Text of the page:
The term ‘kerning’ refers to the spacing between each individual character in a font. There’s no global standard when it comes to kerning, so once you start paying attention, you’ll notice that most fonts use different amounts of space.

Take a look at the Lato font, for example:

The Lato font.

Now, compare it with Karla:

The Karla font.

There’s a slight but noticeable difference in kerning between these two fonts. The spaces between letters are more generous in Karla than with Lato.

When it comes to readability, you want there to be a bit of space between characters, so they don’t all blur together. However, once kerning starts getting too wide, it can start to look messy, particularly when it comes to large paragraphs.

Let’s return to the same two fonts, this time using full paragraphs. First up, we’ve got Lato again:

The Lato font in action.

Now, here’s the same paragraph using Karla:

The Karla font in action.

You can probably see that Karla is a bit harder to read, and starts to look very spread out when there’s this much text on the page. With longer paragraphs, more kerning means there’s a lot of empty space on the page. As a consequence, it becomes harder to skim over the content.

As we mentioned earlier, there’s no consensus on what value makes for perfect kerning. The shape of each font also impacts how much space you want between each character, so in the end it comes down to a subjective judgment. Just as with our last tip, we recommend that you take any font you want to use for a test drive, creating some longer paragraphs and checking to see if the kerning negatively affects readability. If the answer is yes, you’ll want to try a different font.

3. Avoid Overused Fonts

Earlier on, we mentioned that most websites tend to use the same fonts. You’ve no doubt heard of these mainstays, such as Times New Roman, Helvetica, Verdana, and so on.

There’s nothing inherently wrong with any of those fonts, but they’re so common that they can get boring. They can also make your site look a little too much like everyone else’s. Plus, you have so many options to choose from these days that limiting yourself to these few fonts doesn’t make much sense.

So in addition, you’ll probably want to stay away from Courier, Georgia, Garamond, and (of course) Comic Sans. Instead, take your time checking out all the different types of fonts you can find on the many sites and platforms that are available.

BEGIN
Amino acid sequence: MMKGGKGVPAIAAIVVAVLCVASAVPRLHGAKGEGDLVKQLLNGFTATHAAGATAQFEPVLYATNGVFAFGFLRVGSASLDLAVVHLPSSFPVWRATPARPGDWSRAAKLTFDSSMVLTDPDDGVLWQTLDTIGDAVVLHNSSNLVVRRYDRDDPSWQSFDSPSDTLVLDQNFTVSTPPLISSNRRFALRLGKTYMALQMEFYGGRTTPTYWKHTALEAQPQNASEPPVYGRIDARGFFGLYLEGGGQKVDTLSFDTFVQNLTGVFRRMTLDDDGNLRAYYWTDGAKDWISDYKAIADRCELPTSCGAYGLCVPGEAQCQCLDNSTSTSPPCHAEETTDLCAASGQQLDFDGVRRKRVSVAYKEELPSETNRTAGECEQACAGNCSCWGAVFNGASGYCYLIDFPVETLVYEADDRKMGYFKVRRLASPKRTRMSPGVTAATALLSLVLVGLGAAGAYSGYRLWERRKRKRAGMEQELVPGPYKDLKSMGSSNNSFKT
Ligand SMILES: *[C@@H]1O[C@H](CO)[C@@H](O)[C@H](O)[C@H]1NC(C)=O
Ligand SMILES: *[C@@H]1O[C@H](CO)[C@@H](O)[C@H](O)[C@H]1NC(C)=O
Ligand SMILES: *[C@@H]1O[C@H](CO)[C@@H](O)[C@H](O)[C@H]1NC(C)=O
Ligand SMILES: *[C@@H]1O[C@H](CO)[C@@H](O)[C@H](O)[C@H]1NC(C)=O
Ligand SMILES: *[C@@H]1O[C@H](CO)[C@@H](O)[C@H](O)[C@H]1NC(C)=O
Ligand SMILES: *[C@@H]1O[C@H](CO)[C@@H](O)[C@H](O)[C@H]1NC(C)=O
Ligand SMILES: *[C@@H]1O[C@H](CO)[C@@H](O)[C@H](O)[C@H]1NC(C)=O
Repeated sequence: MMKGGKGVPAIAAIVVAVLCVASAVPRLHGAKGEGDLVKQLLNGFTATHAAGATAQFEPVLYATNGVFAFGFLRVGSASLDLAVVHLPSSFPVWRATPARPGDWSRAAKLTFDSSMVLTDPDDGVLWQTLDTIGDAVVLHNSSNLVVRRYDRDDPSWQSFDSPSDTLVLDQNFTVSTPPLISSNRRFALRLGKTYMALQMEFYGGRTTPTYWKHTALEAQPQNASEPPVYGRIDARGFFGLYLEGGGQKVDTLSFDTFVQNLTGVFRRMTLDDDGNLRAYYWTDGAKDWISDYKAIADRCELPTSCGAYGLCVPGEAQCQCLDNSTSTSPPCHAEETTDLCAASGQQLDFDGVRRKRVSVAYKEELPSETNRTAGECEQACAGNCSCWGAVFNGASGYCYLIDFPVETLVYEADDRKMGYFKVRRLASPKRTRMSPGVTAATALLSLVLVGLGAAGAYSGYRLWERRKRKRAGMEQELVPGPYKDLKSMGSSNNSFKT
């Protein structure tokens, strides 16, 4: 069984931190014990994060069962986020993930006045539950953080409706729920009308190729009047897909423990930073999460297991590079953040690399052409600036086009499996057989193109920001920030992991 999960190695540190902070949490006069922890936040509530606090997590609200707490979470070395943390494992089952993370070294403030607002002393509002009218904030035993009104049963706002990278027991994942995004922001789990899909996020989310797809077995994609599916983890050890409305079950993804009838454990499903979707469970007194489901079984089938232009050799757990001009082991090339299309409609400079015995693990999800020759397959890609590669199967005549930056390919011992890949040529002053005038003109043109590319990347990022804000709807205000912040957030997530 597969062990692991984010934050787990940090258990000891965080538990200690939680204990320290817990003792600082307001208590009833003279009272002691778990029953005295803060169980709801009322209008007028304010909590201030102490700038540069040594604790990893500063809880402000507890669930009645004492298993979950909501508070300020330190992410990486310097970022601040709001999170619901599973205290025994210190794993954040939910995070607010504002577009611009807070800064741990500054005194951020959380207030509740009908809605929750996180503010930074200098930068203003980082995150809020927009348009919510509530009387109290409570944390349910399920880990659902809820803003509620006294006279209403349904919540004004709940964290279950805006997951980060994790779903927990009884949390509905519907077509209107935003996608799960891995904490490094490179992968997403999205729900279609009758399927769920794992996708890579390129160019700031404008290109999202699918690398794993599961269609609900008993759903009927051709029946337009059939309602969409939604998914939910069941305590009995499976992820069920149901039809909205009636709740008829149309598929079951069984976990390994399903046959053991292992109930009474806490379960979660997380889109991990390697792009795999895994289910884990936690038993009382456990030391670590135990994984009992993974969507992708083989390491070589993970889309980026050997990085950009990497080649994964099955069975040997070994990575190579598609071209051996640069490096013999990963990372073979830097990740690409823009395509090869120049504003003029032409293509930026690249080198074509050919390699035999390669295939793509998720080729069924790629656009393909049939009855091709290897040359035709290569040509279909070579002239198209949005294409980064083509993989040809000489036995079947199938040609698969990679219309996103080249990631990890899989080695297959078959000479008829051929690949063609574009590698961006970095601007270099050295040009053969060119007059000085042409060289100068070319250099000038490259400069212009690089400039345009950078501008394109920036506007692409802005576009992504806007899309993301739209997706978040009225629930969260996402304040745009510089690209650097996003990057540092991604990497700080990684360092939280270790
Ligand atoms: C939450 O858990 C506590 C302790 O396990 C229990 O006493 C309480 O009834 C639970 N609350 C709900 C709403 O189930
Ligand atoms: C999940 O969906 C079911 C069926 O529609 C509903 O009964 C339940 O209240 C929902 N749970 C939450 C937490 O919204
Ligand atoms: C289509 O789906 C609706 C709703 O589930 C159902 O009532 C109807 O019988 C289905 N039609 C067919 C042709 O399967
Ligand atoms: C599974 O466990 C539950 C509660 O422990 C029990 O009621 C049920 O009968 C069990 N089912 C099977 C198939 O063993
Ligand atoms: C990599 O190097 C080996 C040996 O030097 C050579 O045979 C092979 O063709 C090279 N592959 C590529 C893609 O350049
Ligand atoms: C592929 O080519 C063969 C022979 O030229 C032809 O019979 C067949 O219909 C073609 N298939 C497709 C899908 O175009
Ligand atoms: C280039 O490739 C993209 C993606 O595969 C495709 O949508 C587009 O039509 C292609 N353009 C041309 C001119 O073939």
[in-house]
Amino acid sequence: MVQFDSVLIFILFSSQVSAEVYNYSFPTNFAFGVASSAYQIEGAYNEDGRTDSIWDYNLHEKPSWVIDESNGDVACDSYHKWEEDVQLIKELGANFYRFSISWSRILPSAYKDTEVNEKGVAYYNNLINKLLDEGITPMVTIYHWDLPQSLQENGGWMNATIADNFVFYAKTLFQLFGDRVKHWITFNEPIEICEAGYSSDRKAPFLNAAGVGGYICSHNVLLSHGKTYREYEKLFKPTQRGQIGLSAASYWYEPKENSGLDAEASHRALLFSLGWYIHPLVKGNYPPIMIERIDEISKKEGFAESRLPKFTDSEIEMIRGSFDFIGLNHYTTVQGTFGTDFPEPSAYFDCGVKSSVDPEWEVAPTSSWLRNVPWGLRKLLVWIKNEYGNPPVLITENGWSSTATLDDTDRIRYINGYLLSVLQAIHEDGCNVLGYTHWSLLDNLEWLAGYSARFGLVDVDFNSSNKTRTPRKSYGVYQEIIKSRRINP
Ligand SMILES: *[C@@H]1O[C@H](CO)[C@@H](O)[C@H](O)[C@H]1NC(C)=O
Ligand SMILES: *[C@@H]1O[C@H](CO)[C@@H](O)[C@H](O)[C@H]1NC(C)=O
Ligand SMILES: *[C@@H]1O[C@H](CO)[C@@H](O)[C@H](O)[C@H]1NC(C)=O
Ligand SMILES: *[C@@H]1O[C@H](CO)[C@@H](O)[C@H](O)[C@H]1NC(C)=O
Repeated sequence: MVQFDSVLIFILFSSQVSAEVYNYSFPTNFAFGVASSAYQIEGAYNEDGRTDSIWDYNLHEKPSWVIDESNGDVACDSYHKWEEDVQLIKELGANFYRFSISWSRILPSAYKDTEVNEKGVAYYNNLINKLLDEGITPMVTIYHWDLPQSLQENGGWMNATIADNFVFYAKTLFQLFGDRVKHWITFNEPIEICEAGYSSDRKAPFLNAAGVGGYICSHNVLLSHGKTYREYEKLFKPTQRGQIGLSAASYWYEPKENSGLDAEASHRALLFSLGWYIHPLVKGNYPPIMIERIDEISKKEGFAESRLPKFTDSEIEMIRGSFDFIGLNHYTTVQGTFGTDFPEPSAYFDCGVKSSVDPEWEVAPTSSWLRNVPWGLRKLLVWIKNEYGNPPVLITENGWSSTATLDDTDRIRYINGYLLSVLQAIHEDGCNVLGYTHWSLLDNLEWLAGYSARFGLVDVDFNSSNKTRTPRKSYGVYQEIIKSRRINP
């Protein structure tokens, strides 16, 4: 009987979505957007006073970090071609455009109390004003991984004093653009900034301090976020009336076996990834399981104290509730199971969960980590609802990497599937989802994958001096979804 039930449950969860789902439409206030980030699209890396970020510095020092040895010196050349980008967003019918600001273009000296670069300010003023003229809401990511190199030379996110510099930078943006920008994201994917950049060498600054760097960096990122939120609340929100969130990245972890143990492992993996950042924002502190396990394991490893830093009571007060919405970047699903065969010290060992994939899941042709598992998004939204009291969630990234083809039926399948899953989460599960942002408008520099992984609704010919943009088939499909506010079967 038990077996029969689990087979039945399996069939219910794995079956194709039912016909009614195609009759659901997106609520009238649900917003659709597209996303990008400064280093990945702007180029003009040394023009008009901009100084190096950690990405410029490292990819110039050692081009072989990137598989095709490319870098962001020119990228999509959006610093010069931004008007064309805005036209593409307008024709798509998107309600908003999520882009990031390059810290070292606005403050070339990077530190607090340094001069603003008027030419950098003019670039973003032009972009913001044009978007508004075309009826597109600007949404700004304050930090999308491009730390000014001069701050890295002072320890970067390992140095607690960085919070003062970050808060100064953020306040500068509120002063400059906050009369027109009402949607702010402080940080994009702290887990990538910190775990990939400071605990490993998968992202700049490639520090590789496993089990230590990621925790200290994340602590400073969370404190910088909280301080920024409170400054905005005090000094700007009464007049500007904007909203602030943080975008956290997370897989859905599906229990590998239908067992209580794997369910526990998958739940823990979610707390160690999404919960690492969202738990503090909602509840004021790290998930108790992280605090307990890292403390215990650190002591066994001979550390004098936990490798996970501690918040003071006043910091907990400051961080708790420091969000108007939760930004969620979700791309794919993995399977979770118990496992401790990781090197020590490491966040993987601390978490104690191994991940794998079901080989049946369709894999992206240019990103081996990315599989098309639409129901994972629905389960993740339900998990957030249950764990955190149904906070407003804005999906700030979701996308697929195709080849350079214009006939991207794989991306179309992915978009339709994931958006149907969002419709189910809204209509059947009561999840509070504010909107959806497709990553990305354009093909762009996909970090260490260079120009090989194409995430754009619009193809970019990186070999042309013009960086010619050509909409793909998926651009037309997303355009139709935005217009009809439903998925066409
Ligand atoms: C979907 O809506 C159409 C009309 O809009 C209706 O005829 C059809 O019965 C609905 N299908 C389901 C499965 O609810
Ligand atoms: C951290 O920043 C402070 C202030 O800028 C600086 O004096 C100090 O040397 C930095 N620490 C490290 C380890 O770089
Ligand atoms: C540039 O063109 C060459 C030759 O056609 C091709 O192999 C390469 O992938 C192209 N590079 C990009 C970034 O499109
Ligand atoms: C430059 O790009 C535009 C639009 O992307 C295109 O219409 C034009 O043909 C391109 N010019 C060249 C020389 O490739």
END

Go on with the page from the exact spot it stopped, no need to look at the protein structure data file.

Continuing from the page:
Our favorite place to start is Google Fonts, which offers a truly massive library:

The Google Fonts homepage.

Once you’ve found a font you think will work well with your website, don’t stop there. For most sites, you’ll want a little contrast in your typography. So, for example, you may want to use one font for your content and another for your headings.

That means you’ll want to pick at least two fonts, which shouldn’t look too much alike. With this added contrast, it will be easier for your visitors to differentiate between your site’s key elements. Just don’t go overboard – if you’re using five different fonts on the same page, it’s probably time to simplify.

4. Opt for Fonts With a Large Family

Most fonts come in different styles, the most common of which are italic and bold. However, some typefaces include a lot more variations. This collection of styles is called a ‘family’, and its size can vary depending on which font you’re working with.

Ideally, you’ll want to look for fonts with a large family, so you have plenty of options you can use on your website. The Poppins font, for instance, comes in a whopping 18 varieties:

The Poppins font.

You probably don’t need that many choices, but it never hurts to have plenty of options you can play around with. We’d suggest keeping an eye out for fonts that include at least three styles.

As a rule of thumb, you should always use a font’s ‘normal’ style for your website’s main text, since it tends to be the easiest to read. You can use other styles for special types of content, headings, emphasis, and other elements you want to stand out.


There are thousands of fonts you can use on your website. A lot of people stick to the default options WordPress provides, but doing this is only limiting yourself and your site. Fortunately, if you’re an Uncode user you can import fonts from a broad variety of libraries quickly and easily.

If you want to make sure you pick the perfect fonts for your website, here are the four tips you’ll want to keep in mind:

  1. Focus on readability.
  2. Keep an eye on kerning.
  3. Avoid overused fonts.
  4. Opt for fonts with a large family.

Do you have any questions about how to pick the right fonts for your site? Let’s talk about them in the comments section below!